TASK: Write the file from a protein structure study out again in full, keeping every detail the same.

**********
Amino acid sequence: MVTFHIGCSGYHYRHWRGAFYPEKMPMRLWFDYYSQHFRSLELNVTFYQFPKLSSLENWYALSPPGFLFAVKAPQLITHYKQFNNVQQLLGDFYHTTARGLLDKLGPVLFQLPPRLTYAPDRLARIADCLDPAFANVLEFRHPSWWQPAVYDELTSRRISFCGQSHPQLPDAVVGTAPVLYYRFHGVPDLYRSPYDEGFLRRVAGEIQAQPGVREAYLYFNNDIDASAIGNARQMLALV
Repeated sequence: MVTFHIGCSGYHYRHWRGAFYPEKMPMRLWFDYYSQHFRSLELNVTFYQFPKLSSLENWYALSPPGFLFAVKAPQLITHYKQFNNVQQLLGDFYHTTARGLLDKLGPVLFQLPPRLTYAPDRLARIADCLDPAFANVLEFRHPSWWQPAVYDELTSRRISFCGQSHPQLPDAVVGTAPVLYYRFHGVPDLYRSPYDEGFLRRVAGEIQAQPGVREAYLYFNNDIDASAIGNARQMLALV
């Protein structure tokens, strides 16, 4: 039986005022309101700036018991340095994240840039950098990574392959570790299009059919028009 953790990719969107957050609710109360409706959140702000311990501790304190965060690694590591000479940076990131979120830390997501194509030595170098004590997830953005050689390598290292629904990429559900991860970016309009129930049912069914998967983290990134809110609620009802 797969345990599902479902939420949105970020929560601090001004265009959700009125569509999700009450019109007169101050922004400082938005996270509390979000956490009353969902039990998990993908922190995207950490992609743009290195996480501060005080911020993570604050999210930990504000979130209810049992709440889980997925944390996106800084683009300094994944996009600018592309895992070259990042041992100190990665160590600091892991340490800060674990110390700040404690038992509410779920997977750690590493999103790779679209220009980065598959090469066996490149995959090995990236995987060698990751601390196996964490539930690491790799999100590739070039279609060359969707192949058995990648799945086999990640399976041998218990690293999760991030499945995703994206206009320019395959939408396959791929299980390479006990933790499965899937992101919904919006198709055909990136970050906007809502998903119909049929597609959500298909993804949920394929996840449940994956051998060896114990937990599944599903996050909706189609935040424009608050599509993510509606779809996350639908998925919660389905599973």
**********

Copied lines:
Amino acid sequence: MVTFHIGCSGYHYRHWRGAFYPEKMPMRLWFDYYSQHFRSLELNVTFYQFPKLSSLENWYALSPPGFLFAVKAPQLITHYKQFNNVQQLLGDFYHTTARGLLDKLGPVLFQLPPRLTYAPDRLARIADCLDPAFANVLEFRHPSWWQPAVYDELTSRRISFCGQSHPQLPDAVVGTAPVLYYRFHGVPDLYRSPYDEGFLRRVAGEIQAQPGVREAYLYFNNDIDASAIGNARQMLALV
Repeated sequence: MVTFHIGCSGYHYRHWRGAFYPEKMPMRLWFDYYSQHFRSLELNVTFYQFPKLSSLENWYALSPPGFLFAVKAPQLITHYKQFNNVQQLLGDFYHTTARGLLDKLGPVLFQLPPRLTYAPDRLARIADCLDPAFANVLEFRHPSWWQPAVYDELTSRRISFCGQSHPQLPDAVVGTAPVLYYRFHGVPDLYRSPYDEGFLRRVAGEIQAQPGVREAYLYFNNDIDASAIGNARQMLALV
């Protein structure tokens, strides 16, 4: 039986005022309101700036018991340095994240840039950098990574392959570790299009059919028009 953790990719969107957050609710109360409706959140702000311990501790304190965060690694590591000479940076990131979120830390997501194509030595170098004590997830953005050689390598290292629904990429559900991860970016309009129930049912069914998967983290990134809110609620009802 797969345990599902479902939420949105970020929560601090001004265009959700009125569509999700009450019109007169101050922004400082938005996270509390979000956490009353969902039990998990993908922190995207950490992609743009290195996480501060005080911020993570604050999210930990504000979130209810049992709440889980997925944390996106800084683009300094994944996009600018592309895992070259990042041992100190990665160590600091892991340490800060674990110390700040404690038992509410779920997977750690590493999103790779679209220009980065598959090469066996490149995959090995990236995987060698990751601390196996964490539930690491790799999100590739070039279609060359969707192949058995990648799945086999990640399976041998218990690293999760991030499945995703994206206009320019395959939408396959791929299980390479006990933790499965899937992101919904919006198709055909990136970050906007809502998903119909049929597609959500298909993804949920394929996840449940994956051998060896114990937990599944599903996050909706189609935040424009608050599509993510509606779809996350639908998925919660389905599973």